5.3. Per-SSRC Media Type Restrictions

An SSRC in an RTP session can change between media formats of the same type, subject to certain restrictions [RFC7160], but MUST NOT change media type during its lifetime. For example, an SSRC can change between different audio formats, but cannot start sending audio then change to sending video. The lifetime of an SSRC ends when an RTCP BYE packet for that SSRC is sent, or when it ceases transmission for long enough that it times out for the other participants in the session.

The main motivation is that a given SSRC has its own RTP timestamp and sequence number spaces. The same way that you can't send two encoded streams of audio with the same SSRC, you can't send one encoded audio and one encoded video stream with the same SSRC. Each encoded stream when made into an RTP stream needs to have the sole control over the sequence number and timestamp space. If not, one would not be able to detect packet loss for that particular encoded stream. Nor can one easily determine which clock rate a particular SSRCs timestamp will increase with. For additional arguments why RTP payload type based multiplexing of multiple media sources doesn't work, see [I-D.ietf-avtcore-multiplex-guidelines].

Within an RTP session where multiple media types have been configured for use, an SSRC can only send one type of media during its lifetime (i.e., it can switch between different audio codecs, since those are both the same type of media, but cannot switch between audio and video). Different SSRCs MUST be used for the different media sources, the same way multiple media sources of the same media type already have to do. The payload type will inform a receiver which media type the SSRC is being used for. Thus the payload type MUST be unique across all of the payload configurations independent of media type that is used in the RTP session.

5.4. RTCP Considerations

When sending multiple types of media that have different rates in a single RTP session, endpoints MUST follow the guidelines for handling RTCP described in Section 7 of [I-D.ietf-avtcore-rtp-multi-stream].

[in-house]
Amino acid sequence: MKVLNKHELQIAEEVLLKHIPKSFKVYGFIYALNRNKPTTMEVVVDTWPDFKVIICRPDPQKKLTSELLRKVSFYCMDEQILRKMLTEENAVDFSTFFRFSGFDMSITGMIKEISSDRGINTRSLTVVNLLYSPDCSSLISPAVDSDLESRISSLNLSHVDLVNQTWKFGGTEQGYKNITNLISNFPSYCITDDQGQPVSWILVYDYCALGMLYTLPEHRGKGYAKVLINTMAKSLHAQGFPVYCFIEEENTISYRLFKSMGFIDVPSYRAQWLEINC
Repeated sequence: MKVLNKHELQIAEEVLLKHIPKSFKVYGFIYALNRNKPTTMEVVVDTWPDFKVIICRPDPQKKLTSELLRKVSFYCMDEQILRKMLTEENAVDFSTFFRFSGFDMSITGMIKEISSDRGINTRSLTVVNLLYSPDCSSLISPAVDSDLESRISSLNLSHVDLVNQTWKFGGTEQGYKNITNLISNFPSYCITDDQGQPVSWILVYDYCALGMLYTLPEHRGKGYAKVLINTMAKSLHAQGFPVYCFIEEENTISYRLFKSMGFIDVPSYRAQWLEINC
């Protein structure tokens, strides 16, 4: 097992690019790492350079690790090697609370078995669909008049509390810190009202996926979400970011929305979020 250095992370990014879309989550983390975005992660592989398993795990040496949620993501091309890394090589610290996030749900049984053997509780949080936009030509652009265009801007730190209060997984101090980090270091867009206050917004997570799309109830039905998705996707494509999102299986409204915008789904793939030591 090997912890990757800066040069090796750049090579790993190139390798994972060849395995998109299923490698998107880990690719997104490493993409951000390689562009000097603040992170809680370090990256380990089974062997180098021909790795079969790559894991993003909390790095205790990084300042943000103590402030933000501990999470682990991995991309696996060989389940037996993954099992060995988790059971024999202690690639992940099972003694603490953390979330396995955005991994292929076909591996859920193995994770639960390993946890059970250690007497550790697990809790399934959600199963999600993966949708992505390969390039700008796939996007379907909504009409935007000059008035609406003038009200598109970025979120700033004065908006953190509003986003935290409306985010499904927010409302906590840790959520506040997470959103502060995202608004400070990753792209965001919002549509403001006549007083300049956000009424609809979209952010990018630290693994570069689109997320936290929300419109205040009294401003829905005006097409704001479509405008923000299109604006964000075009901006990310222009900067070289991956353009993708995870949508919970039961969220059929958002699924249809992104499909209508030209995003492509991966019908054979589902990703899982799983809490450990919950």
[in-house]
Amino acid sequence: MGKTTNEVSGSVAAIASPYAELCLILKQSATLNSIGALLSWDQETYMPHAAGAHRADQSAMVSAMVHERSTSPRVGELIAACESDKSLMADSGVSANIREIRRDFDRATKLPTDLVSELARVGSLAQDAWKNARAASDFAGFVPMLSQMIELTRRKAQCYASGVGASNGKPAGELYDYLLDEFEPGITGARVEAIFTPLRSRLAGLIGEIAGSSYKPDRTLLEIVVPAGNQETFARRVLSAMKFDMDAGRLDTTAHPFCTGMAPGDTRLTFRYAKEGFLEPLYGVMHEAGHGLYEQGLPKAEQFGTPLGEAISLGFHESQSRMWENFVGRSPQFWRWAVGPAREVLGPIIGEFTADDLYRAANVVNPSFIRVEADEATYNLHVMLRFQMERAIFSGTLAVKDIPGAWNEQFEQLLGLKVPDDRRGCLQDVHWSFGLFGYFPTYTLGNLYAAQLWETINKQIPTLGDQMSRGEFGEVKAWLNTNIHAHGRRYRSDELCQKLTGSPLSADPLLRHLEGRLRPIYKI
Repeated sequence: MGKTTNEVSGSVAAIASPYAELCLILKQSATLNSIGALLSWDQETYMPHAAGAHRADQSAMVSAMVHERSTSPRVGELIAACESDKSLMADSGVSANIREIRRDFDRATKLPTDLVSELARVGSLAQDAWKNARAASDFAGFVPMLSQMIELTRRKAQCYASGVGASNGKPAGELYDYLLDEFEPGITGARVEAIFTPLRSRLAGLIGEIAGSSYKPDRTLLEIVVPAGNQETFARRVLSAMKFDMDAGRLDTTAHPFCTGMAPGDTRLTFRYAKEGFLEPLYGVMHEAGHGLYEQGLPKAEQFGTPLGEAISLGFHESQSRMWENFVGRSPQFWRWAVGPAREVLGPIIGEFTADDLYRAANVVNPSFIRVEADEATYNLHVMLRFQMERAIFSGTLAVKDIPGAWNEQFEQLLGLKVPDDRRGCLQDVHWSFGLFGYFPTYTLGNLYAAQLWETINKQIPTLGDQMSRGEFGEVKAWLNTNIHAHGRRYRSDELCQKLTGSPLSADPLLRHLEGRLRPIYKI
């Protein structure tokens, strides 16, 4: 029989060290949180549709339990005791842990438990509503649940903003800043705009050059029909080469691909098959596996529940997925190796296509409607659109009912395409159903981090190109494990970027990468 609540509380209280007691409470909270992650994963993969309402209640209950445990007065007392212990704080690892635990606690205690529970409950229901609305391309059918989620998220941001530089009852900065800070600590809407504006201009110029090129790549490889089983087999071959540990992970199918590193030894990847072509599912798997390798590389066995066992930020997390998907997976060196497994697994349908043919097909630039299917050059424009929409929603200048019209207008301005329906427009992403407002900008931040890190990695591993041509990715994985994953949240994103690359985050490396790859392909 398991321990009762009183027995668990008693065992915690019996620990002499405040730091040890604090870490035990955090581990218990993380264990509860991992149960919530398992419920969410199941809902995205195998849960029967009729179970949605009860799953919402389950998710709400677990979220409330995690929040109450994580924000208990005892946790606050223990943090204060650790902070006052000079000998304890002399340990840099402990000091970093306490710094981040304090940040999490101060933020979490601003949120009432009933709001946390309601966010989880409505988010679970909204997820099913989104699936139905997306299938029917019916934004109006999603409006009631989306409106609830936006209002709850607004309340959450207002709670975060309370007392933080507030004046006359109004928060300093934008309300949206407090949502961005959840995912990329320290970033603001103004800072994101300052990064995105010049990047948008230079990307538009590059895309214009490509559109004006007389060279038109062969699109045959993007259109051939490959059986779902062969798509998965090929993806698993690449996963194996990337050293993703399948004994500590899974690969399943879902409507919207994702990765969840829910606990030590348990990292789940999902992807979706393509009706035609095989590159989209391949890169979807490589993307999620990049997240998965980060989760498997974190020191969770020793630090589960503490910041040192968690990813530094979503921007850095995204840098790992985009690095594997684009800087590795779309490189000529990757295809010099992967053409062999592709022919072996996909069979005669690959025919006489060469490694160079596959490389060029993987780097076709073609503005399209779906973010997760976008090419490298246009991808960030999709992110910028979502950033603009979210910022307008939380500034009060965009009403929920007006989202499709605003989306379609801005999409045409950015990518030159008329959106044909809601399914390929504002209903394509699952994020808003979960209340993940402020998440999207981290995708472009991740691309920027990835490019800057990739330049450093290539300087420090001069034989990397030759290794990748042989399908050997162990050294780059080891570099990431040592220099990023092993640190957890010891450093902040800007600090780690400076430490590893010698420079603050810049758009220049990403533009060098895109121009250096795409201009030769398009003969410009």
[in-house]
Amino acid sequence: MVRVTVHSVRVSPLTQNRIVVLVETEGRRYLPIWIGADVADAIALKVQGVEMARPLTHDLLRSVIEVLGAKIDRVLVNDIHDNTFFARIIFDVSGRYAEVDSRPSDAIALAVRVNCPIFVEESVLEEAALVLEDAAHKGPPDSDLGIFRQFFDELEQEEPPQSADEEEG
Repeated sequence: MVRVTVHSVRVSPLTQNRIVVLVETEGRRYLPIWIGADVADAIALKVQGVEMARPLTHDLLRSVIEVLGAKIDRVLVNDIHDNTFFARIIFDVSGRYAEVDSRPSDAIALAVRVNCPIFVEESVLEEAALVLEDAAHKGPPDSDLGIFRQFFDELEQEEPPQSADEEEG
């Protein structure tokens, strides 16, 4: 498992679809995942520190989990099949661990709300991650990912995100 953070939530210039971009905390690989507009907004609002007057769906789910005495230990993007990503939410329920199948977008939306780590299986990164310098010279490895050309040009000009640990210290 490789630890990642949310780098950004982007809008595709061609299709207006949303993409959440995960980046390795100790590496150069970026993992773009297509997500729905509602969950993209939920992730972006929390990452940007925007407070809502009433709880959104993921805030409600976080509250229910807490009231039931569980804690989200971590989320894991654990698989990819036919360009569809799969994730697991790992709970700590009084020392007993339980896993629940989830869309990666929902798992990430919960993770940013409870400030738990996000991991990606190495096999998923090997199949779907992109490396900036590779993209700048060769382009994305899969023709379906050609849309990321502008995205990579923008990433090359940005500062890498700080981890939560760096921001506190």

6. Extension Considerations

This section outlines known issues and incompatibilities with RTP and RTCP extensions when multiple media types are used in a single RTP sessions. Future extensions to RTP and RTCP need to consider, and document, any potential incompatibility.

6.1. RTP Retransmission Payload Format

The RTP Retransmission Payload Format [RFC4588] can operate in either SSRC-multiplexed mode or session-multiplex mode.

In SSRC-multiplexed mode, retransmitted RTP packets are sent in the same RTP session as the original packets, but use a different SSRC with the same RTCP SDES CNAME. If each endpoint sends only a single original RTP stream and a single retransmission RTP stream in the session, this is sufficient. If an endpoint sends multiple original and retransmission RTP streams, as would occur when sending multiple media types in a single RTP session, then each original RTP stream and the retransmission RTP stream have to be associated using heuristics. By having retransmission requests outstanding for only one SSRC not yet mapped, a receiver can determine the binding between original and retransmission RTP stream. Another alternative is the use of different RTP payload types, allowing the signalled "apt" (associated payload type) parameter of the RTP retransmission payload format to be used to associate retransmitted and original packets.